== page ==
This quarter, my only day when I don’t have a meeting, class, or reference desk hours scheduled is on Tuesday. I feel rather grateful for having a day when I’m not automatically scheduled to be somewhere other than my office. If that makes me sound old-fashioned or out-of-touch, I don’t really care. It is nice to have some unscheduled time, especially when I am expected to research and publish in addition to my teaching and service duties. I often use Tuesdays for research: writing and revising article manuscripts, analyzing transcripts for a study, or finishing up grant paperwork. Tuesdays are my unofficial research day, but they’ve also become my unofficial “drop-in to see me” day for students, colleagues, and unexpected visitors.

In one Tuesday, I had an unexpected transfer of materials to the archives from an office that was moving, food drive donations, a history professor stop by to chat, an impromptu check-in about next term’s outstanding scheduling issues (even though I’m technically not scheduling all of our courses this year), and a request from a colleague for help with a misbehaving tutorial software program. To me, this day served as a reminder and an example for why being present on-campus and available, even when I’m not technically in office hours, is so important. As an academic librarian, a library faculty member, I have a lot of flexibility with my time and days, but it is still so important to be around, in the library, to have these serendipitous encounters. Not to mention, being able to have a chat with another professor and help a colleague rescue their tutorial work, totally made my day.

Would I have gotten even more research done had I been holed up in another place no one could find me? Definitely. Would I get annoyed if I got interrupted throughout the whole of my day? Completely. But is it worth a little less productivity to help out? Of course. Plus, it reminds me why I love librarianship. I love being able to help people; I love the conversations and the problem-solving; I love having the library be part of the larger community, on campus and off.

So, my unscheduled day has reminded me why being on-campus and available is so important. It is a reminder to not overschedule myself so I’m available for those drop-in moments and those serendipitous chats (and so I have the headspace to be present and open to these conversations).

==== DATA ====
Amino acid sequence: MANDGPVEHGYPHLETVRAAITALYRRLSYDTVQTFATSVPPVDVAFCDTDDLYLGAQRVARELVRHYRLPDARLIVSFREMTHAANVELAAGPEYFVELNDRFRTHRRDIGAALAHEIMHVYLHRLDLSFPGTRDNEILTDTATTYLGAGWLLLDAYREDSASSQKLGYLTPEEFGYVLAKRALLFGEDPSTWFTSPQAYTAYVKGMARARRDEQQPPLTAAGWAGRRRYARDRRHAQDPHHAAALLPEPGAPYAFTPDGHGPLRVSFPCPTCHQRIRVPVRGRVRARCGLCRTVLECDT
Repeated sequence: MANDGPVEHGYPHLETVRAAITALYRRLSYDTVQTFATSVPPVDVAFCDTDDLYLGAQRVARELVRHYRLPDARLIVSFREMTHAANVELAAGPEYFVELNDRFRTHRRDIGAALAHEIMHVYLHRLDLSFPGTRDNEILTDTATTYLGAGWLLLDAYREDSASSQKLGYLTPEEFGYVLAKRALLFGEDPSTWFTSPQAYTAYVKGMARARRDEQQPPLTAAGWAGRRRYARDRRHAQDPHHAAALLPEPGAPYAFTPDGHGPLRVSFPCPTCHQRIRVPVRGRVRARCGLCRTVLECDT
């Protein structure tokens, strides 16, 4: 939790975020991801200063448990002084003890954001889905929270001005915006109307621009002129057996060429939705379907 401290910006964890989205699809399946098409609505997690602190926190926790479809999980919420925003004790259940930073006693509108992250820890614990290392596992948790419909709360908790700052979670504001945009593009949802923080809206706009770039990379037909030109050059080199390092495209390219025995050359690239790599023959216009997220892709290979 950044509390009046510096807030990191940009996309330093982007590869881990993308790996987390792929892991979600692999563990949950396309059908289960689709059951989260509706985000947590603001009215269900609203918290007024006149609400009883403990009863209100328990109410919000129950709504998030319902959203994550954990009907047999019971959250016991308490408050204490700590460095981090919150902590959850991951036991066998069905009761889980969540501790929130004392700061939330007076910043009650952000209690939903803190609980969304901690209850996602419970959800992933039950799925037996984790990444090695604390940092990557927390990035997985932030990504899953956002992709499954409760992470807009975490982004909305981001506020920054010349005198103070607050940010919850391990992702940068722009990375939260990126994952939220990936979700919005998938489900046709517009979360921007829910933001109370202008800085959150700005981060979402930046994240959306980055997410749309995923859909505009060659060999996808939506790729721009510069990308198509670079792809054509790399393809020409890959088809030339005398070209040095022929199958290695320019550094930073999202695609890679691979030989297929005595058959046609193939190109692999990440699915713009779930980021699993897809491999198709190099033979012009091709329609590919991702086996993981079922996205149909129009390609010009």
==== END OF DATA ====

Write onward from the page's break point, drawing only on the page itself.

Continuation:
So I hope, dear readers, that you have some unscheduled time in your day for these kind of encounters and if you don’t, that you do soon. We are all continually stretched to our limits, I think, but it is good to remember that sometimes it really is being around and present that counts in getting our work done. Allons-y!

 

 

Teaching at the End of Summer

Happy Friday, dear readers! I know the blog has been quiet this last month. This is mainly due to my co-teaching in our Summer Bridge Program. Next week is the last week of the program, which is bittersweet. It has been a blast teaching, but also exhausting. After the program is over, there is less than 3 weeks before we begin our fall quarter. So today, I just want to reflect a bit about this busier than I expected summer and some ideas that may be of use to you in your teaching.

So What is Summer Bridge?
For those who are not familiar with the program, Summer Bridge is part of EOP (Educational Opportunity Program) designed to help first-generation, low income, and/or historically disadvantaged students successfully make the transition to the university. At my university, Summer Bridge is an intensive five-week program with classes in math, information literacy, foundations, and ethnic studies or biological sciences (depending on student interest). The students are in class from 9:00 am to 5:00 pm five days a week. Although we all know that five weeks can’t completely prepare students for fall quarter, it can help them feel more comfortable at the university, make friends, learn how to interact with faculty and staff members, and get a leg up when it comes to navigating classwork in the fall.

So What’s the Library’s Role?
My colleague, Gr Keer, and I designed and currently teach the library’s class in Summer Bridge. We have 40 students twice a week for two hours at a time. The course is designed as a pre-LIBY 1210 course, which is the information literacy course required of all first-year, undergraduate students. We’ve covered searching the library catalog, finding textbooks, introduction to databases, identifying information sources, reading citations, evaluating information, information privacy, copyright, and more. I see our role as getting the students more comfortable with accessing and using library resources, understanding that the librarians are here to help them with their research, and reversing any negative reactions they have to libraries and librarians.

So Why Am I a Part of Summer Bridge? (Or, Why Be Exhausted for 5 weeks When I Could Be Catching Up on Research and Writing?)